Wine Facts

A 2-minute prepared speech on some aspect of wine!

Wine Facts – June 6 2017  – Presenter :  Carole Bertrand

To Decant or Not to Decant…That is the Question!!

There are two main reasons to decant wine…

One is to separate the wine from the sediment –

The other is to aerate the wine.

Decanting softens the tannins and lessens the astringency of wines.

Many wines, old and young can benefit from this procedure.

It’s a trend that is even extending to champagnes and sparklings !

It all comes down to a matter of personal taste. Worth a try!!

 

Wine Facts – June 20 2017  – Presenter :  Mo Murdoch

The Okanagan Valley, Making a Difference in Canadian Wine History

One of the top ten wine regions in the world…is not the Okanagan…however…I think it is, so I’m going to tell you a bit about it.

The Okanagan Valley wine history started back in 1859 when a French missionary by the name of Father Charles Pandosy planted the first vines to make wine for church sacramental purposes.

Following that many more vines were planted and wineries opened until the early 1900’s when prohibition started and most of the vines had to be pulled and the wineries closed.  Luckily in the late 1920’s, early 1930’s prohibition ended; vines were planted again and more wineries were opened.

Fast forward to the 1980’s when the next significant development happened in the Okanagan Valley wine history.  The Canadian government started a vine-pulling scheme where they paid vineyards to pull out their non-vinifera vines and replace them with vinifera vines.  The vinifera vines produce a higher quality, more typical wine grape used in the areas of the world known for the best wines.  This change significantly improved the Okanagan Valley wines, making them more desirable locally and worldwide.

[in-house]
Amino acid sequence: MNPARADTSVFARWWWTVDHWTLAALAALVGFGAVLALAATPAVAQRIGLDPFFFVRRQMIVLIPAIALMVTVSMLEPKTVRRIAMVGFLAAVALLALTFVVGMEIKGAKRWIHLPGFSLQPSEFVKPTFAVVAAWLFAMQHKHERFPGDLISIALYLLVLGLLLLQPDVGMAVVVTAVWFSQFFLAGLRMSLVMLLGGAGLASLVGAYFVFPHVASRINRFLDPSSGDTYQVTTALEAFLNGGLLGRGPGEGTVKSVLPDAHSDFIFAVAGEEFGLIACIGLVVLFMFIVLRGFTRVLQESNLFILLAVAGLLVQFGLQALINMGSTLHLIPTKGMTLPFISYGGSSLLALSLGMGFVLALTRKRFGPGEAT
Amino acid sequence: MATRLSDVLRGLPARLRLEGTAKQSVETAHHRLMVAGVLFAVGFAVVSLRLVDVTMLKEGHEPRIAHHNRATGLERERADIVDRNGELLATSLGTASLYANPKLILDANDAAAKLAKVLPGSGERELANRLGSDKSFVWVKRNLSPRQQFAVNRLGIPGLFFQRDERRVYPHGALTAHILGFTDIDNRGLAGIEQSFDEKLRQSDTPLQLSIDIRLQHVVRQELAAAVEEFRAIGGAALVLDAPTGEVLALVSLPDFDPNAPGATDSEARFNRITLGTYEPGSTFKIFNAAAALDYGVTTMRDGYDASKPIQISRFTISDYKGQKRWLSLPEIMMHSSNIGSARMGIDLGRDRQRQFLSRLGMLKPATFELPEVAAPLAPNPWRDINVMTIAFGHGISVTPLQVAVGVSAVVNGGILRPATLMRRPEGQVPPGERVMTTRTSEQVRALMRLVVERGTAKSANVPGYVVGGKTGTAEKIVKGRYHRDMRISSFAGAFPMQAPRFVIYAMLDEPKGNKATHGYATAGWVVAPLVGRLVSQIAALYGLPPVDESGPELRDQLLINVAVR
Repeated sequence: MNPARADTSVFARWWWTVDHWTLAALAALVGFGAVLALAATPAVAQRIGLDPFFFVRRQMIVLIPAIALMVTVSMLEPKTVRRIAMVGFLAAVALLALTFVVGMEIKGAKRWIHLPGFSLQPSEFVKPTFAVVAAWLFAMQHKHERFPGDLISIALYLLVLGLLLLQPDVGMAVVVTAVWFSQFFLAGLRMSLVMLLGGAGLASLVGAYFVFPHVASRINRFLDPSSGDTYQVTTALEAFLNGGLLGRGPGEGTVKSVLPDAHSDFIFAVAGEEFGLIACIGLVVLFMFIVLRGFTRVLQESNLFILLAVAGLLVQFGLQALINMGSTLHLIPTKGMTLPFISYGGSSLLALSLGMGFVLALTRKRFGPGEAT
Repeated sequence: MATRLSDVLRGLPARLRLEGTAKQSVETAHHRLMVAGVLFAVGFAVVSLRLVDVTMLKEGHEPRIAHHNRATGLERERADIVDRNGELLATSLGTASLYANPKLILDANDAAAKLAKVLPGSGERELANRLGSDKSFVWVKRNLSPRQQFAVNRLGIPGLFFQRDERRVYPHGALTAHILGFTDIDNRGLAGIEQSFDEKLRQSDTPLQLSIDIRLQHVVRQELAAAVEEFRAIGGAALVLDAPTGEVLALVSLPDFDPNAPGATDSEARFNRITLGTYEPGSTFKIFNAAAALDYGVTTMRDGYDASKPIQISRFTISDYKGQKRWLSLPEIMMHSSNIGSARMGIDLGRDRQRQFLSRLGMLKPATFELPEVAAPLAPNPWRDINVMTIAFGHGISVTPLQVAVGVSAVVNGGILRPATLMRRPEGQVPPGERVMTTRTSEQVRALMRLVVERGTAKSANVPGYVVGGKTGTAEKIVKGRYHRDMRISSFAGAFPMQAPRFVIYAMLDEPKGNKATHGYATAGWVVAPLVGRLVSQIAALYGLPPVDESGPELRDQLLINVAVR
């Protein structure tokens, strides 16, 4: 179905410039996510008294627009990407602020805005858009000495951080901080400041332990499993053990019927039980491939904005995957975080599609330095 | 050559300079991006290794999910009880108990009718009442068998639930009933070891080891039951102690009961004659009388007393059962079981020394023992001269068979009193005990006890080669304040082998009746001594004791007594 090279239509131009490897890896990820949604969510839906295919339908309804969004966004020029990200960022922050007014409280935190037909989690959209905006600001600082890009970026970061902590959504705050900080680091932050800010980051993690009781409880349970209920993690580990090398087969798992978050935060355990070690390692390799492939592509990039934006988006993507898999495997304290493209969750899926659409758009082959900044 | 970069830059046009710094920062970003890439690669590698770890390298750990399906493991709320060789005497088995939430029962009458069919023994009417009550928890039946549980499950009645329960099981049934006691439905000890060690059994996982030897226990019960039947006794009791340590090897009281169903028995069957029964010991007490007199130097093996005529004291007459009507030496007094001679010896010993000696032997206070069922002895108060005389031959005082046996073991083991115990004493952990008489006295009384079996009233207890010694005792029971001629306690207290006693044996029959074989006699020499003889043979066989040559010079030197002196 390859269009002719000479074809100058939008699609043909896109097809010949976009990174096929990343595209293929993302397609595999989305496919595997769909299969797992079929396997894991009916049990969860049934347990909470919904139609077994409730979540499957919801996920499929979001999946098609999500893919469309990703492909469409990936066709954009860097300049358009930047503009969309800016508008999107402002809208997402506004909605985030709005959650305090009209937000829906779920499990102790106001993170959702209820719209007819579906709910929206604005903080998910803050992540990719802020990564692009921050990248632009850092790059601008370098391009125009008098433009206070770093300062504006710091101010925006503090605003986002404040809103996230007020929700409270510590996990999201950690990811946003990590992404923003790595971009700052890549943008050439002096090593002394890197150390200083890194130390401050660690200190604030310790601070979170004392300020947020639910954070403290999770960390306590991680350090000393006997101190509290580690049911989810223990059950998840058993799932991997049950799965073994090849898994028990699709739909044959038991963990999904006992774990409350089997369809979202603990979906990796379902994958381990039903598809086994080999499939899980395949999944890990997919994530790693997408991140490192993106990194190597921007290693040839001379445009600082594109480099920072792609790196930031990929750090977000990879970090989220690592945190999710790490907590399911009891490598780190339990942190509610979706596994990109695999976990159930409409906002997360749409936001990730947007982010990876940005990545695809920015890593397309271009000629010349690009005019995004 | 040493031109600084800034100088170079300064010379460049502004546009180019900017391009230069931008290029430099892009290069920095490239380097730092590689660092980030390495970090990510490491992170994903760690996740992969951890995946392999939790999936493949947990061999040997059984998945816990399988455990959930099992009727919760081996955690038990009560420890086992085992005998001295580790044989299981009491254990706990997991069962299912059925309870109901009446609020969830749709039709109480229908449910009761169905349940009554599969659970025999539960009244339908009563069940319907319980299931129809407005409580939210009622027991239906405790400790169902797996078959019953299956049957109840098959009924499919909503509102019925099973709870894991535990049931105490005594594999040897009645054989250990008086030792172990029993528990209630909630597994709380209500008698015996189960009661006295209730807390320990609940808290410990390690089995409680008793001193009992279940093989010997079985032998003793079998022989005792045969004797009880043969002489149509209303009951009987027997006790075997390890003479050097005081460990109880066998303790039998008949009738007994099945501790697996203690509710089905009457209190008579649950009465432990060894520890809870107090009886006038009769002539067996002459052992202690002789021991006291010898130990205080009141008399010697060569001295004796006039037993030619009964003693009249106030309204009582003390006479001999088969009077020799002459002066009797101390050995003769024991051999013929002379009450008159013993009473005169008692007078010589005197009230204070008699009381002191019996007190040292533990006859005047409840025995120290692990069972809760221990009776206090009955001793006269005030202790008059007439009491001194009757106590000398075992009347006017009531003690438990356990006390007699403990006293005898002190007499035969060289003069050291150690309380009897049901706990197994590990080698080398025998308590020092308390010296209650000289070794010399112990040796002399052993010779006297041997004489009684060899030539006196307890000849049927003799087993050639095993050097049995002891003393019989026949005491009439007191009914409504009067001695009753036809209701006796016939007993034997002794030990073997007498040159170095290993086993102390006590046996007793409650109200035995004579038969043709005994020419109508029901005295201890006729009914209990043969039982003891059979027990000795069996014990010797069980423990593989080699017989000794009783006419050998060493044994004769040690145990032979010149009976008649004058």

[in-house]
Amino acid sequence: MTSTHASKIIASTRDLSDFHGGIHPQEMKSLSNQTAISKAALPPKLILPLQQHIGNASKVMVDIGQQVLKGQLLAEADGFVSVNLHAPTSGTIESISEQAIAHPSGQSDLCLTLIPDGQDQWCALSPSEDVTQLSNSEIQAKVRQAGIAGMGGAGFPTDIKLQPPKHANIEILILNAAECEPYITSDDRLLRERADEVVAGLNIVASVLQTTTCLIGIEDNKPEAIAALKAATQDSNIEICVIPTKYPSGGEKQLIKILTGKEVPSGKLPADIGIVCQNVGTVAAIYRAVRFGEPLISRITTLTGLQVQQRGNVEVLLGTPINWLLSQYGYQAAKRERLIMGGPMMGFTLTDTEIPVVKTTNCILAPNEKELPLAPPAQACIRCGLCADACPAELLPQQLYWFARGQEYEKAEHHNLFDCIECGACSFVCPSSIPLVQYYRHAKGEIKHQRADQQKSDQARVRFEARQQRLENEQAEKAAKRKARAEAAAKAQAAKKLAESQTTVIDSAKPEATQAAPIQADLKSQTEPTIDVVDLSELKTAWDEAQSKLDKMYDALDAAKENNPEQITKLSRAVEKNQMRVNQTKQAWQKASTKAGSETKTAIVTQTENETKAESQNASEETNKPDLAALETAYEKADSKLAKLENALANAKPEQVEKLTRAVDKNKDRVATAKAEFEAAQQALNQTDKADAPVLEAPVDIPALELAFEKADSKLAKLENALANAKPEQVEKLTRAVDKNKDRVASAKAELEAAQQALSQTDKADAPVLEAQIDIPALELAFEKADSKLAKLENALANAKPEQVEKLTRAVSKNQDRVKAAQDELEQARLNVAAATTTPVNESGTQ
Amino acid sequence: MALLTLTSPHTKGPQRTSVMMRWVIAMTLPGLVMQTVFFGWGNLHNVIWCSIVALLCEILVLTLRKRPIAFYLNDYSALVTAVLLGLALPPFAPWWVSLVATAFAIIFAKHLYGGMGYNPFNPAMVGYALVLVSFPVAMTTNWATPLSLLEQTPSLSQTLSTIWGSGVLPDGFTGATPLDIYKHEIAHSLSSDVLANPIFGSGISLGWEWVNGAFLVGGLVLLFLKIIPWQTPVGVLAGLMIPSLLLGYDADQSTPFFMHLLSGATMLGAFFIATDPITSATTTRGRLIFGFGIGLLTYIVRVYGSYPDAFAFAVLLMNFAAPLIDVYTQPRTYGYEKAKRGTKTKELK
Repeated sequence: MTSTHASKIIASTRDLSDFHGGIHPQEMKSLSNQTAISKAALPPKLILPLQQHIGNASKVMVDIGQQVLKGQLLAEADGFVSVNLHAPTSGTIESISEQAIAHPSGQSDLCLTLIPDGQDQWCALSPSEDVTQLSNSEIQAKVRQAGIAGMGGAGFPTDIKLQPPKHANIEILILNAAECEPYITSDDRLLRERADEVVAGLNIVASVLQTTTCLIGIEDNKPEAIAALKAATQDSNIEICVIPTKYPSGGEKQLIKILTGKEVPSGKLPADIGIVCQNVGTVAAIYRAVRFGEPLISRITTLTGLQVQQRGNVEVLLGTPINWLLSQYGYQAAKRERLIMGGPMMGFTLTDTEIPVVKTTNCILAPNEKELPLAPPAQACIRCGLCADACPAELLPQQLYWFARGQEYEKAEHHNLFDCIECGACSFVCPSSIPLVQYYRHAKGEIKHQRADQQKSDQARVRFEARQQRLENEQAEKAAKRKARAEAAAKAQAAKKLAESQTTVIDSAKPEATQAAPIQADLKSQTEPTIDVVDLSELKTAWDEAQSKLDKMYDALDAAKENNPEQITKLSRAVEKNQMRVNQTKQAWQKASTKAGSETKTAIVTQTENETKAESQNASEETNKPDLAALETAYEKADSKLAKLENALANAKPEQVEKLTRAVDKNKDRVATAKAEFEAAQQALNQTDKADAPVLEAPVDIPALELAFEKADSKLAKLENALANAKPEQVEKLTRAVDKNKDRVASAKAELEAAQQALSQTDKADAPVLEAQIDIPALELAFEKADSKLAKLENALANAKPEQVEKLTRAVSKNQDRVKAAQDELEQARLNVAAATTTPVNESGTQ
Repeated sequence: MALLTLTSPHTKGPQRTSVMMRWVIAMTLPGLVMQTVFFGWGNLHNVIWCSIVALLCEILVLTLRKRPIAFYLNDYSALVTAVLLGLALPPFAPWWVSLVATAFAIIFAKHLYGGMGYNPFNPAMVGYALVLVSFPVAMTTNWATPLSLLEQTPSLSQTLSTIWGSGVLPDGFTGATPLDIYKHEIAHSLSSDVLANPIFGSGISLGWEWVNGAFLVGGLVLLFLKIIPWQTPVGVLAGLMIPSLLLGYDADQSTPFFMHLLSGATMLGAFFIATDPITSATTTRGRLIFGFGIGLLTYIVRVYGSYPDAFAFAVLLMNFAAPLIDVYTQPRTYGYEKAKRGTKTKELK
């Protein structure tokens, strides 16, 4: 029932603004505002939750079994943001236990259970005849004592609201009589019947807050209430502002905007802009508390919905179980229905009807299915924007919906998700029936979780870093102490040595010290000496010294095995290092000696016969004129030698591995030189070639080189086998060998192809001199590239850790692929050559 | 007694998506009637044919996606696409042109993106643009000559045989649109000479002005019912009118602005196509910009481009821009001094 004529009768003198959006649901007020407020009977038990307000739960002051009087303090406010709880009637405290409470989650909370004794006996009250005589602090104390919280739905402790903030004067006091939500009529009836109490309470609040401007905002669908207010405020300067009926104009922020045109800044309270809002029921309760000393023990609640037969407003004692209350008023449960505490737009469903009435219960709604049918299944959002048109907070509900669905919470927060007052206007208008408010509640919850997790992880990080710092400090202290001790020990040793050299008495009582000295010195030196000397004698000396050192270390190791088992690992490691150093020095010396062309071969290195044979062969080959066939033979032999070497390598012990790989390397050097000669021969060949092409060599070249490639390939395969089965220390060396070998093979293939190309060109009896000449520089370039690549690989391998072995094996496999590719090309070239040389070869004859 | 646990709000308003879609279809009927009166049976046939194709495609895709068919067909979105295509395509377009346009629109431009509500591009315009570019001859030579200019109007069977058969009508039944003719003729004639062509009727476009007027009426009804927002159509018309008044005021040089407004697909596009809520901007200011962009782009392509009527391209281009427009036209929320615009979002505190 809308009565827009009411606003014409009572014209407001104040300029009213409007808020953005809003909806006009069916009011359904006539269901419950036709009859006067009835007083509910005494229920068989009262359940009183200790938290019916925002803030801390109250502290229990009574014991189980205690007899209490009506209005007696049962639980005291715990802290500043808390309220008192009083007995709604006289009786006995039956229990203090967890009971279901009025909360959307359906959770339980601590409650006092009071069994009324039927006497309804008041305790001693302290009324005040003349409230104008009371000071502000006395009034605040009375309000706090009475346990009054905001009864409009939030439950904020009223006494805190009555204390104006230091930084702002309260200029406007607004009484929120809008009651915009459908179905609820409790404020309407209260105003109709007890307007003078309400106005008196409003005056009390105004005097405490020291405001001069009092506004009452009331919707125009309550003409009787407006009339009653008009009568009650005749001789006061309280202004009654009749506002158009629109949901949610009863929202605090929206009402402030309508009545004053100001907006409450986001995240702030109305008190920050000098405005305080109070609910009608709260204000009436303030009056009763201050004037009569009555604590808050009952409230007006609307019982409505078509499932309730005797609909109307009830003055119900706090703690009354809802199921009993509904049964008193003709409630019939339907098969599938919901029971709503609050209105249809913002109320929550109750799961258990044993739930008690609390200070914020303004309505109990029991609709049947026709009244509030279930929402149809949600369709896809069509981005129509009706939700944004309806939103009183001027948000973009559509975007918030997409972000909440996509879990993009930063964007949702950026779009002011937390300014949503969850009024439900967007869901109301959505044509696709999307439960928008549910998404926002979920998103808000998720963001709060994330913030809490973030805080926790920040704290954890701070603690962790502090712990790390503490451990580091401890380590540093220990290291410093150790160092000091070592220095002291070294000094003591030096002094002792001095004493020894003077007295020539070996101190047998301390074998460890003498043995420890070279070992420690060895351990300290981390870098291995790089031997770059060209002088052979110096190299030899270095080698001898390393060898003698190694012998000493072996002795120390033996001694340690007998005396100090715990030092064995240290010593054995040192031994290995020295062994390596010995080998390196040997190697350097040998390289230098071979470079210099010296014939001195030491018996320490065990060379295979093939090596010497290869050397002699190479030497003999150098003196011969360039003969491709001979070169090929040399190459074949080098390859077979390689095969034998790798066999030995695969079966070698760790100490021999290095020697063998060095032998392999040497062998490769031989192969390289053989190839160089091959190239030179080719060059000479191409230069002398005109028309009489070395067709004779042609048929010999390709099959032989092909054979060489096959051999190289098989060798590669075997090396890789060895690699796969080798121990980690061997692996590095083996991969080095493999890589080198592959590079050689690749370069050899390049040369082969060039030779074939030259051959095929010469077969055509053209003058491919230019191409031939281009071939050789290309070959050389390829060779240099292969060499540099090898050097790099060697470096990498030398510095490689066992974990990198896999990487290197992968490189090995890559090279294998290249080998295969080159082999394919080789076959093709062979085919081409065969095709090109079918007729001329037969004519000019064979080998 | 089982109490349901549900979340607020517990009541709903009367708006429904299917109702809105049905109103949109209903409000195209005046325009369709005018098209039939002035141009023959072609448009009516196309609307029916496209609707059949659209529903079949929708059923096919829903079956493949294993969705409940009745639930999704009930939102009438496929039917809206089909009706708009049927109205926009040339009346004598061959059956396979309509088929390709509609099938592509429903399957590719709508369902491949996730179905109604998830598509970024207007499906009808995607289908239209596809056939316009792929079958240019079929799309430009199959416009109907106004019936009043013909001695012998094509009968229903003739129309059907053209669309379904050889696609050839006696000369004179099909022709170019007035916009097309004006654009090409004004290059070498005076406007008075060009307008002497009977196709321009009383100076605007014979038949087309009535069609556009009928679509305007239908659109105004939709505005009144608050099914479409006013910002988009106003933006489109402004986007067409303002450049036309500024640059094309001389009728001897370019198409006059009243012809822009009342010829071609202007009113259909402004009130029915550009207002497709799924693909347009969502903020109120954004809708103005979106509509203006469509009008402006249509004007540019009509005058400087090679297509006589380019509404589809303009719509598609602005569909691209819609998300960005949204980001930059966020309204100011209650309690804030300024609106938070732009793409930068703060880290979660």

Today the valley has more than 200 vinyards and more than 120 vinyards, of which I plan to visit as many as I can.

Wine Facts – July 18 2017 – Presenter: Shammy Ramasamy

The Clarity of Wine

When you reach for your glass of wine and realise that your wine is murky, would you drink it or get a different wine?

A wine with too much suspended matter can appear cloudy and dull. The Clarification Process is when insoluble matter (most commonly tannins, tartrates, or proteins) is removed from the wine making it ‘clear’ and ‘bright’ and. This is typically done after fermenting and before aging or bottling.

Filtration is one clarification method where various filter pads or membranes are used to trap the larger particles as wine is poured through them.

Another method is Fining. This is when substances (fining agents) are added to the wine. The insoluble particles in the wine bind themselves to the fining agents becoming bigger and heavier thus being forced out of suspension for easy precipitation.

What may surprise you, as it did me, is what some of the fining agents used by mainstream wine makers are:

• Isinglass (gelatin from fish bladder membranes)
• Chitin (fibre from crustacean shells)
• Polyvinylpolypyrrolidone (PVPP)
• Bentonite (impure clay formed by the weathering of volcanic ash)
• Carbon
• egg whites
• gelatin
• Casein (milk protein)
• Skim milk

Supposedly, these are all removed from the wine before bottling and aging!

Wine Facts – August 1 2017 – Presenter: Erika Johanson

Port Vs. Sherry

Both port and sherry are fortified wines. Port comes from northern Portugal; sherry comes from southern Spain. Sherry is made from only white grapes; port is made from either white or red grapes.

The main difference between the two is the fortification process. Sherry is fermented to completion, then it is fortified with grape spirit, which is 170 proof alcohol that is distilled from wine. Because the fortification takes place after fermentation, all the sugars turn into alcohol.

In contrast, port wine is fortified halfway through its fermentation with grape spirit, which stops the fermenting process so that not all of the sugar is turned into alcohol. This is why it is a sweeter tasting wine as there are some sugars that have not transitioned into alcohol. Sherry is bolder and doesn’t retain the same pungency that port drinkers tend to prefer.

Port was brought into England in the early 1700’s by importers who recognized that a smooth, already fortified wine would appeal to English palates and would coincidentally survive the trip to London.

Sherry arrived in England in the mid-1500’s. During one of his conquests, Sir Francis Drake got a haul of 2,900 barrels of sherry, which he brought back to England.

So there you have it!

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